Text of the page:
Friday, June 07, 2013

Time for a refresher discussion of SEO (search engine optimization)

How important is SEO, search-engine optimization? 
I get a lot of emails offering SEO for a number of my blogs, and I generally ignore them.
This started to be a big topic in early 1998, as Google’s search engine in the Web 1.0 world grew rapidly.  At the time, there were a number of competing search engines (Lycos, Altavista) that were perceived as potentially as important.  Most “how-to” books then (including the “Dummies” guides) encouraged the use of meta-tags to name specific preferred search engine terms.  One of my favorite specific terms in those days was “Bill of Rights 2”. 
By midsummer 1998, it was clear that my sites were getting indexed according to content-specific search terms regardless of the user of metatags, and there seemed to be no reason to pay anyone for “optimization”.  Sounds like playing bad sport, doesn’t it!
Nerd Wallet does have a page about SEO that I’ll pass along, here. "MOZ" has a beginner's guide to SEWO here. Wordpress says it has some SEO plug-ins as explained here
One interesting suggestion is to enable Google+ on your Google account.  I find that my YouTiube videos (which are short) automatically get posted there.  Here the suggestions do discuss “guest authorship” which I discussed Tuesday.
There is a tool to check for broken links – and I must admit that I have so much it would be impossible to keep up with it.  One problem is YouTube embeds that stop working, sometimes because the user has been removed for multiple copyright complaints.  It’s a good idea to be picky about what you embed – to prefer items with many views that appear to be from legitimate content owners.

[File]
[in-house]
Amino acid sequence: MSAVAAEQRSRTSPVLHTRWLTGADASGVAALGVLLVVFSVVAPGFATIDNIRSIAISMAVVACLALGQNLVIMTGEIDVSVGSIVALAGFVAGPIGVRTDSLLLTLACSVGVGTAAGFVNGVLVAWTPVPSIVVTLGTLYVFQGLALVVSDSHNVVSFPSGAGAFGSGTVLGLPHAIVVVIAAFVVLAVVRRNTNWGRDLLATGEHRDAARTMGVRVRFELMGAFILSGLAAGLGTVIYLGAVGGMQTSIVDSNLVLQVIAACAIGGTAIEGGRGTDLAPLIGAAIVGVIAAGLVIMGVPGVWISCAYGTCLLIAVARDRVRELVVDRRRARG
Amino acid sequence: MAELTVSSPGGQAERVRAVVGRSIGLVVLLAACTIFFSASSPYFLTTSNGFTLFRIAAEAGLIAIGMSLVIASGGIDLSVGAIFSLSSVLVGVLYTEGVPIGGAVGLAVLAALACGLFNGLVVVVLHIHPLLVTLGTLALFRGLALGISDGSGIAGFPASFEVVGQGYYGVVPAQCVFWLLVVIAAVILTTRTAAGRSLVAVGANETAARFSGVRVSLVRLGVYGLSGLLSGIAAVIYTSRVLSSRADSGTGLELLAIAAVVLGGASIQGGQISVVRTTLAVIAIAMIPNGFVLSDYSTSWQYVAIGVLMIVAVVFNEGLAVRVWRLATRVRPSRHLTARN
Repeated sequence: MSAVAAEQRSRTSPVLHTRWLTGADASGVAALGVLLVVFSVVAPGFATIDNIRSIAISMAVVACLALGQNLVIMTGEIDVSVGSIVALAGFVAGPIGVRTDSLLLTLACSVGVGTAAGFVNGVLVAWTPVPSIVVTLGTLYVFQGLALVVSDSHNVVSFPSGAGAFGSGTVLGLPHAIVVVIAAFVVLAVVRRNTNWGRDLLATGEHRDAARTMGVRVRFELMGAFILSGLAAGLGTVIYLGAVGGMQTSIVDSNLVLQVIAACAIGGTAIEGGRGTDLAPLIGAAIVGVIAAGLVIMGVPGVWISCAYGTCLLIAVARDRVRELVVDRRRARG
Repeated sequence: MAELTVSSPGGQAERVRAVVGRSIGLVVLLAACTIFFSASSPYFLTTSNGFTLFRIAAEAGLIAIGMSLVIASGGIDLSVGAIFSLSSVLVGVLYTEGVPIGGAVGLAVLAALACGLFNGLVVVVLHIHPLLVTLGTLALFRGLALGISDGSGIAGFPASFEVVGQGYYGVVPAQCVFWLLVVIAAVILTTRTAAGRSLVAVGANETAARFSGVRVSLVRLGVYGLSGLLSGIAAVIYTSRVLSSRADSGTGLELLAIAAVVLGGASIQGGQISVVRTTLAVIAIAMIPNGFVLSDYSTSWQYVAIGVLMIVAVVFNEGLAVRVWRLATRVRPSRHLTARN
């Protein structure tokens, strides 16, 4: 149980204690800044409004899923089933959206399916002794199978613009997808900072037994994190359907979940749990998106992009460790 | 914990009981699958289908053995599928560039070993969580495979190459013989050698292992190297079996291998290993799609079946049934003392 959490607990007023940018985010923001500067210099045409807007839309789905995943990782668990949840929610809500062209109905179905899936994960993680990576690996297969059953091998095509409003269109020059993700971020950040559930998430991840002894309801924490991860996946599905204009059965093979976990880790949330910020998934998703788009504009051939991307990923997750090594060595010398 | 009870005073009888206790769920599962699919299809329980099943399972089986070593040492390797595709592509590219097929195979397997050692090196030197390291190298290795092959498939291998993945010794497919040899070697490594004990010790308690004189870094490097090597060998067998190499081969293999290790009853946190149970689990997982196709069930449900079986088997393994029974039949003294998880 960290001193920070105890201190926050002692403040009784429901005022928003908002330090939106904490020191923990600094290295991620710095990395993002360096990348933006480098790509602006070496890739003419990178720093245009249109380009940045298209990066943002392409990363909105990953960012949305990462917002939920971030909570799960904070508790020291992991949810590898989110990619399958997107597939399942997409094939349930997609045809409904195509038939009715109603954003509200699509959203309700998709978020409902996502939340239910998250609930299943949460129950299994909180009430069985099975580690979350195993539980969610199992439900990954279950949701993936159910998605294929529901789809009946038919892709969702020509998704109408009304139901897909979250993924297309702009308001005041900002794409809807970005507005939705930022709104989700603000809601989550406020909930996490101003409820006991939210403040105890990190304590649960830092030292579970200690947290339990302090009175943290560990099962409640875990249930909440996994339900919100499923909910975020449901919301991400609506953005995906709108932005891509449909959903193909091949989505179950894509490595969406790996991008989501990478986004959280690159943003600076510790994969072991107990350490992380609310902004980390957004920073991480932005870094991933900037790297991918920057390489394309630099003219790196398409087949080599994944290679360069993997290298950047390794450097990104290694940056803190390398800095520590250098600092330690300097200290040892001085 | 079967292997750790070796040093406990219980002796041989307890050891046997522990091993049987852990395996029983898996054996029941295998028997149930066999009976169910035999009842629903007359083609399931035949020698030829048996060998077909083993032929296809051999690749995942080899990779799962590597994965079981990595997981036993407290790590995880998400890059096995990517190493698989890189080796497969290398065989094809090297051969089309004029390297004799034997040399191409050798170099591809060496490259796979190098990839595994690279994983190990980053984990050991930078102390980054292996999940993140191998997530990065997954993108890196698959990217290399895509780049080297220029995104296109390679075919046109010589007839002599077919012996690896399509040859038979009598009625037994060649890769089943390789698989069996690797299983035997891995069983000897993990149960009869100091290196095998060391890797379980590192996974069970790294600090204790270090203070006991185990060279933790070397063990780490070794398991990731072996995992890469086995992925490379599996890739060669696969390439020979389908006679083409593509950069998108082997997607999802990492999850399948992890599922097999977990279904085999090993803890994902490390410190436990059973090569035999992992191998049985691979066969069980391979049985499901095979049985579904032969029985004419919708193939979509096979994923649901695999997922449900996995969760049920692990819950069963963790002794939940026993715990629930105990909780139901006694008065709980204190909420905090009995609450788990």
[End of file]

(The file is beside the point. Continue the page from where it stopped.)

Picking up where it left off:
One important suggestion is to use content labels to aggregate items with some common similarity.  Blogging publishing packages use SQL (like MySQL) to aggregate postings by label and display them to the user on one page.  For example., on my Movie Reviews blog you can find all the reviews from a particular company (like Strand Releasing or Breaking Glass Pictures), or all the films that deal with “DADT” (the former “don’t ask don’t tell” policy for gays in the military).  This can be very useful, and make a reviews blog more useful to some visitors than, say, imdb or Wikipedia.
Traffic is slower these days than it was a few years ago (my own traffic hit its peak during the Financial Crisis of 2008 and the Obama presidential election). The main reason for this is probably competition from social media, which is now much more aggressive in presenting “personalized” news than it was even in 2008.  It also varies considerably from one day to the next, up and down.  Often the early part of the week (Sunday night through Tuesday) is the best.  One way to improve traffic is to consider the topics presented.  An item is likely to draw more traffic over time if it (1) isn’t widely covered on the Web by other sources, especially by the biggest corporate media sites, and (2) you can add your own unique perspective to the issue, perhaps based on personal experiences. 

In my case, the DADT issue is seen as somewhat settled, and “gay marriage” has entered the mainstream of everyday news coverage.  But “filial responsibility laws”, which few people know about haven’t  (although CNN gave the topic some buzz in late May of 2012).  I cover that on my “Bill Retires “ log and wrote a Wikipedia article on the topic in March 2013.  An important national security topic that doesn’t get covered nearly enough is power grid robustness  -- especially the ability of the power grid to withstand strong solar storms and even a possible electromagnetic pulse (EMP) attack by terrorists.  That topic generates traffic, and it’s scary that the danger is so little known in the mainstream.  It’s not a right-wing fantasy; it’s real.  In the free speech area, an important area seems to be likely challenges to the immunity from downstream liability that Section 230 provides – all of which makes this blog possible.  Still another topic is how the web would work in an environment of strict “do not track”.  

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